"People talk about, 'Oh, we need baseload.' It's like people saying we need more computing power, we need mainframes. We don't need mainframes, we have distributed computing."As Rod Adams already noted, we have "centralized servers, routing hubs, [and] switches" in order to have "distributed" personal computers. The electric grid needs a lot of hardware to move electrons as well, and unless we can make electricity travel through the air, the electric grid will always be this way. And is Mr. Wellinghoff saying that renewables are distributed?
My understanding is that distributed generation means "on-site generation" which "reduces the amount of energy lost in transmitting electricity because the electricity is generated very near where it is used." Well, according to FERC's sister organization NERC (pdf, p.ii),
fuel availability for variable resources often does not positively correlate with electricity demand, either in terms of time of use/availability or geographic location... Only seven percent of the U.S. population inhabits the top ten states for wind potential.That doesn't sound like distributed generation to me. In fact, it sounds like variable renewables will be more "centralized" than baseload coal or nuclear plants because the baseload plants can be built close to the cities/demand.
I highly recommend anyone and everyone to check out the latest NERC report (pdf) I mentioned above if they want to know how to accommodate more wind and solar renewables. The report finds that it's not as easy and cheap as the Chairman would like to believe and the report asks more questions than gives answers.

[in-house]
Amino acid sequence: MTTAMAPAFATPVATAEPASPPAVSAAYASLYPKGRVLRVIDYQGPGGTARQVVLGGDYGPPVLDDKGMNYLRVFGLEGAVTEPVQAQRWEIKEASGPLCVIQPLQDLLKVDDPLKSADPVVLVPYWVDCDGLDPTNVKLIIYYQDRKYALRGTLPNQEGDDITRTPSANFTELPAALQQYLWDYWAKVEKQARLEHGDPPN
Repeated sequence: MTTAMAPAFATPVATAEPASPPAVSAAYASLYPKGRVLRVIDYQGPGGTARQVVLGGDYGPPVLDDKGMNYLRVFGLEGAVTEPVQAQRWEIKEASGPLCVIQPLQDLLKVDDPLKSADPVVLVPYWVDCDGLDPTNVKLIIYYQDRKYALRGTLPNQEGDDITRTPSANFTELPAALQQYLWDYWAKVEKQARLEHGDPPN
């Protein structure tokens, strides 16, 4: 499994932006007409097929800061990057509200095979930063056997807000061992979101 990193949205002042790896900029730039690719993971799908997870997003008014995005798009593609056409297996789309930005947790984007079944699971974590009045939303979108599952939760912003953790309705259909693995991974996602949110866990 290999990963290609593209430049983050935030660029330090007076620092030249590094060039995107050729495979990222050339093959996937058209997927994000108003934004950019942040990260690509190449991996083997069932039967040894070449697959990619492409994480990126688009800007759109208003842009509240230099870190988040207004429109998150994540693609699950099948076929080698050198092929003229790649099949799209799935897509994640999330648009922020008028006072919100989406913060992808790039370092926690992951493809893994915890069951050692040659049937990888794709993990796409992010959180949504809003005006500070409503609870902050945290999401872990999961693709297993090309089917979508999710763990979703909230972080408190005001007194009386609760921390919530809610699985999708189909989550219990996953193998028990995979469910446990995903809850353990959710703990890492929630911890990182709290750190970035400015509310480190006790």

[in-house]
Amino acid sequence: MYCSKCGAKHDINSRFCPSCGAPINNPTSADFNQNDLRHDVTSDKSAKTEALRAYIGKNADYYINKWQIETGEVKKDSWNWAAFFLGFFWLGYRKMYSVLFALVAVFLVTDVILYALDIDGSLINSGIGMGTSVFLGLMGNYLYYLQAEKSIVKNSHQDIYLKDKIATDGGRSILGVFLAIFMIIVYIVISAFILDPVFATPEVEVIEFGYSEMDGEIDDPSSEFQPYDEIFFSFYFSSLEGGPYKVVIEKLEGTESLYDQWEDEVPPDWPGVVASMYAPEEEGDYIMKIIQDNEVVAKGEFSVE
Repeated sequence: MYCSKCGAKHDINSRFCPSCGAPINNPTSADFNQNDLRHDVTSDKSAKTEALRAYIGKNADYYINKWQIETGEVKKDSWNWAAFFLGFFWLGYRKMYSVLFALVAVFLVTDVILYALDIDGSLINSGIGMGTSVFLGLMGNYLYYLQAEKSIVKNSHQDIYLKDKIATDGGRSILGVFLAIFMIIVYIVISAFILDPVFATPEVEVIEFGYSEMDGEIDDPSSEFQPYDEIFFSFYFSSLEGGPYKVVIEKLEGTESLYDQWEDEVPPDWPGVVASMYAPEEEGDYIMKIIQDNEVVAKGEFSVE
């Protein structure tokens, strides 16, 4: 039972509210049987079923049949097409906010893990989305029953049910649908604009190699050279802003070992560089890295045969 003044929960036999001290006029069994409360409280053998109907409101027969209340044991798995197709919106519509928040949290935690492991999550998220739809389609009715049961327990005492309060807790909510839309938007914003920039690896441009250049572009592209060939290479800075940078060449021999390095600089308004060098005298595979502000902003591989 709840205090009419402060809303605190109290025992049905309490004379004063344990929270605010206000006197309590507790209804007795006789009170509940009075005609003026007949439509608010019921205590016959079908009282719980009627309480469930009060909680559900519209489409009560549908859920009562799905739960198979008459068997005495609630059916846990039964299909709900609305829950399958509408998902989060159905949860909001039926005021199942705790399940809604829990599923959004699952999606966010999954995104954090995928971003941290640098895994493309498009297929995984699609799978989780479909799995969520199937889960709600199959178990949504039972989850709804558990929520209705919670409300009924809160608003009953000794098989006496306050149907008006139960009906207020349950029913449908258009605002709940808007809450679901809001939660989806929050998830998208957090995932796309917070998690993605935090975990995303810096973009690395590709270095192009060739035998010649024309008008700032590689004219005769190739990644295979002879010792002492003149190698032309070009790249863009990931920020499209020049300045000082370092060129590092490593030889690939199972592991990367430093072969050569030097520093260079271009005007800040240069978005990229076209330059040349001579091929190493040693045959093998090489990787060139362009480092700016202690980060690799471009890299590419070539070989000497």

One more thing, if one of the US' and world's goals is to reduce emissions while maintaining our style of living, nuclear energy will have to be included in the mix. Independent analyses show that any credible initiative to reduce carbon emissions will require additional nuclear generating capacity. This fact is universally recognized by policy organizations at both ends of the political spectrum, national scientific organizations, independent consulting firms and government agencies around the world. Examples include the International Energy Agency, Cambridge Energy Research Associates, EIA's Analyses of the Lieberman-Warner legislation, Pacific Northwest National Laboratory, McKinsey & Company and the Electric Power Research Institute.
Please be sure to check out these blogger's thoughts on Jon Wellinghoff's comments as well: Sovietologist at Blogging About the Unthinkable, Rod Adams at Atomic Insights, Natalie Wood at Clean Energy America, Carter Wood at NAM, Keith Johnson at WSJ and Brad Peck at ChamberPost. Also, Susan McGinnis on her show, The Energy Report at CleanSkiesTV, asked some challenging questions to the Chairman yesterday that is definitely worth viewing.
Update: Dan Yurman at Idaho Samizdat weighed in as well.